Many synths are mono-timbral, meaning they’re designed to play only one kind of sound at a time. Whether they’re polyphonic or monophonic, and no matter how many parameters and knobs you tweak, the end result is a sound, or timbre, that plays relatively similarly no matter where you play on the keyboard. Synths that can pull off keyboard splits where each split plays a different sound are called bi-timbral, or multi-timbral synths. 

If your synth is mono-timbral and you want a little bi-timbral action, this video is for you. This “trick” or “hack” won’t work on all mono-timbral synths, but if you’re lucky and the right set of controls align in its mod matrix and panel, it just might work.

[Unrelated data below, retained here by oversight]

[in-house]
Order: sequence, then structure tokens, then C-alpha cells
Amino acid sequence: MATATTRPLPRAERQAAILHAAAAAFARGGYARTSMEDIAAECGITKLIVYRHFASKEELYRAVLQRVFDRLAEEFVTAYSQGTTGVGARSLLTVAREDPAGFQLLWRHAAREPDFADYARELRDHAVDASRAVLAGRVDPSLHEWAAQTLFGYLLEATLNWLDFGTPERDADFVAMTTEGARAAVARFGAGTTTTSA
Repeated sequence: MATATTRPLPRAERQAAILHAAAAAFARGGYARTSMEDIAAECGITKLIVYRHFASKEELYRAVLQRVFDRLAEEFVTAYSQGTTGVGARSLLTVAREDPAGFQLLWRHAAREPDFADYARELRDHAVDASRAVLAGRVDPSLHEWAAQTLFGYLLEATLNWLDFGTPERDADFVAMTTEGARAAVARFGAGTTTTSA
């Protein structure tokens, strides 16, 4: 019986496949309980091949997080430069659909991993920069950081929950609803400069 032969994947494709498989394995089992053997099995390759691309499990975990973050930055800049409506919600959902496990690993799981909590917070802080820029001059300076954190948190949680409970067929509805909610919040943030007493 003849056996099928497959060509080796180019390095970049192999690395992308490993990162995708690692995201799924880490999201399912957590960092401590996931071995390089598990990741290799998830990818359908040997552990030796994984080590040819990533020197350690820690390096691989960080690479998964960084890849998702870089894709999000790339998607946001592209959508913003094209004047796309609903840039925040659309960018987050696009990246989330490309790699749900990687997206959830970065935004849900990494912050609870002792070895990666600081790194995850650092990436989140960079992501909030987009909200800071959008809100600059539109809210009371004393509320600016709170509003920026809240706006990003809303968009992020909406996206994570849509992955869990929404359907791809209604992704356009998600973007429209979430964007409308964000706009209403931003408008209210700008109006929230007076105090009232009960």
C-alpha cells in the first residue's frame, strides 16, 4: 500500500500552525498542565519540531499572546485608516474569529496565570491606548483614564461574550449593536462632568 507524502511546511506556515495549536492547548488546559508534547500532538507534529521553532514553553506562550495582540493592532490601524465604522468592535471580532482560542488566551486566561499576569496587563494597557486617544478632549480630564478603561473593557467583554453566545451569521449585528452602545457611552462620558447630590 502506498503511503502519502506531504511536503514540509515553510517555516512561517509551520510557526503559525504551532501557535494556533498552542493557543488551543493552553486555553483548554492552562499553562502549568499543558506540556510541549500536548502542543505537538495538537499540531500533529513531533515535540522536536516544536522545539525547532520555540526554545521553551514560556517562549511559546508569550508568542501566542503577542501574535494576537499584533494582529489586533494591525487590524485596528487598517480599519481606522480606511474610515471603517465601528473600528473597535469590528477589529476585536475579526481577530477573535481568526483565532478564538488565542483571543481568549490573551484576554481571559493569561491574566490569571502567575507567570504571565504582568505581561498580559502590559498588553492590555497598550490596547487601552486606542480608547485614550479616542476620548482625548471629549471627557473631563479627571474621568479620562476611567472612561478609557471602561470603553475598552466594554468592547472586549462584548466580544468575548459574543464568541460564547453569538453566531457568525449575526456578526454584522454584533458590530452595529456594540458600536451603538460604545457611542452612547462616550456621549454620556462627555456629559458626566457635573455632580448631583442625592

In this video I use Novation’s Peak as a case study for playing bi-timbral presets and creating keyboard splits on what is a mono-timbral synth.


The trick is to create virtual splits by modulating the level of each of a synth’s oscillators with the widely available “keyboard” mod matrix source parameter, with various depth polarities, and then applying different modulation and timbre control to each of these oscillator “splits” to create completely different timbres. That’s a mouthful, but it’s actually quite simple and the video walks you through it. 

The video also shows how to deal with some of the issues that arise when using this method, like noise in certain areas of the keyboards, transpositions, envelope controls and alternatives to filters for creating timbral variance.

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